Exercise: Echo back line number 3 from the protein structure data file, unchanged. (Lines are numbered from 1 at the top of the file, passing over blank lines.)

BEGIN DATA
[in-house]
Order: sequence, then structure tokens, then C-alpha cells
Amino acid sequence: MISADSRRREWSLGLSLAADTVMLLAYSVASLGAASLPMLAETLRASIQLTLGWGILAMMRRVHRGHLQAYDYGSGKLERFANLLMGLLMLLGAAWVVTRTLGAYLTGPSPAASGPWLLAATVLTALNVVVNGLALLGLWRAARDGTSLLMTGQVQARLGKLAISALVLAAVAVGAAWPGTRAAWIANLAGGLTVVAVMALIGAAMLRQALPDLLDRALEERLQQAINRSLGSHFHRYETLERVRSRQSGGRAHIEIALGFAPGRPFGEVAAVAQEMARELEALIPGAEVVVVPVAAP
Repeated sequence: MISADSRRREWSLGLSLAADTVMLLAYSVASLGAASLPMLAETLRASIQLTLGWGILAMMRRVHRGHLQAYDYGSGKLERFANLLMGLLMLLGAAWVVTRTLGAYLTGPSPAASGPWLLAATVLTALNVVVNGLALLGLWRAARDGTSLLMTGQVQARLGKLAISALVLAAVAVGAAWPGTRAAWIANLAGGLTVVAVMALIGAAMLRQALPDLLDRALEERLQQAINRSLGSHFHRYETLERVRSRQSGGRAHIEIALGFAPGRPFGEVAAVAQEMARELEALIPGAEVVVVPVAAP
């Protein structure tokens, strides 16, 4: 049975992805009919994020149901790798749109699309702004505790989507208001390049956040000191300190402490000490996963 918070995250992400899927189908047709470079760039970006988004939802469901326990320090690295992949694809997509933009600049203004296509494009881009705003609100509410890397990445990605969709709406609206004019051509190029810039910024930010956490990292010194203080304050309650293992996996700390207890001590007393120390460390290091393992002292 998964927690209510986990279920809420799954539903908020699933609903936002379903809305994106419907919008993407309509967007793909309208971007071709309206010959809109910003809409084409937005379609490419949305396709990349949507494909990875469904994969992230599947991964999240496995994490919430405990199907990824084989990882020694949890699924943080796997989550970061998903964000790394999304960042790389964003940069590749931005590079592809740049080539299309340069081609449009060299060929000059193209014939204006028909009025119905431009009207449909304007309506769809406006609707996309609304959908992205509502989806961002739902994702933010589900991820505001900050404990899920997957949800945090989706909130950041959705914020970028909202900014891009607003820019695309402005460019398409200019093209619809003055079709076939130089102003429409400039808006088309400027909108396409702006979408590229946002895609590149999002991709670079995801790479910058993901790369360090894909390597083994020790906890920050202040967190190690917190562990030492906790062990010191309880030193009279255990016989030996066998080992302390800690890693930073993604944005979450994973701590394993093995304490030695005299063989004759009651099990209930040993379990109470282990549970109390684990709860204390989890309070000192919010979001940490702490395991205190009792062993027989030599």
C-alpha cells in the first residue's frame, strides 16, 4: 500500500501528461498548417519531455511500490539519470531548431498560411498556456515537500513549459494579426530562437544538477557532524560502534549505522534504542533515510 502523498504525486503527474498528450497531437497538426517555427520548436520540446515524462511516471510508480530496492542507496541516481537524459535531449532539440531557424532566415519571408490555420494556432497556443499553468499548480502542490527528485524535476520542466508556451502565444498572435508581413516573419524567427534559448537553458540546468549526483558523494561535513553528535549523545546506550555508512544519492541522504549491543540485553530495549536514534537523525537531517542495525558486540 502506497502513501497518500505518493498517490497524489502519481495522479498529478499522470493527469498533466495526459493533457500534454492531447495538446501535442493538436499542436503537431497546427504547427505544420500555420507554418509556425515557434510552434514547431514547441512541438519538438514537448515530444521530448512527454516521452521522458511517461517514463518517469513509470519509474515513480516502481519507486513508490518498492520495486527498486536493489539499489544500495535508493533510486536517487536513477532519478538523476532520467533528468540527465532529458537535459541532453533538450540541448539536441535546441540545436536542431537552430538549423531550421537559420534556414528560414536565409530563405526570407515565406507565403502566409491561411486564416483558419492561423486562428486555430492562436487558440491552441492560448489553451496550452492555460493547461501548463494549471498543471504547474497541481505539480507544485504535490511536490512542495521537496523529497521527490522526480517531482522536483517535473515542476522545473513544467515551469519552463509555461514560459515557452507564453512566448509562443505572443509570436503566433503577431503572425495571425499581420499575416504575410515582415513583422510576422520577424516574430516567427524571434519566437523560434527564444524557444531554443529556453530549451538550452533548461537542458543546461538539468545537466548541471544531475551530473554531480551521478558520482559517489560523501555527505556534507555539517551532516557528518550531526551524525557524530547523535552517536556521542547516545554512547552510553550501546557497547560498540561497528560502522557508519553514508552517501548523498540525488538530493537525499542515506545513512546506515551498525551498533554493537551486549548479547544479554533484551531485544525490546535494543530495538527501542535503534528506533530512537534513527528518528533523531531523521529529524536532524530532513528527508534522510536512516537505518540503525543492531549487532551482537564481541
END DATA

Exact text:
Amino acid sequence: MISADSRRREWSLGLSLAADTVMLLAYSVASLGAASLPMLAETLRASIQLTLGWGILAMMRRVHRGHLQAYDYGSGKLERFANLLMGLLMLLGAAWVVTRTLGAYLTGPSPAASGPWLLAATVLTALNVVVNGLALLGLWRAARDGTSLLMTGQVQARLGKLAISALVLAAVAVGAAWPGTRAAWIANLAGGLTVVAVMALIGAAMLRQALPDLLDRALEERLQQAINRSLGSHFHRYETLERVRSRQSGGRAHIEIALGFAPGRPFGEVAAVAQEMARELEALIPGAEVVVVPVAAP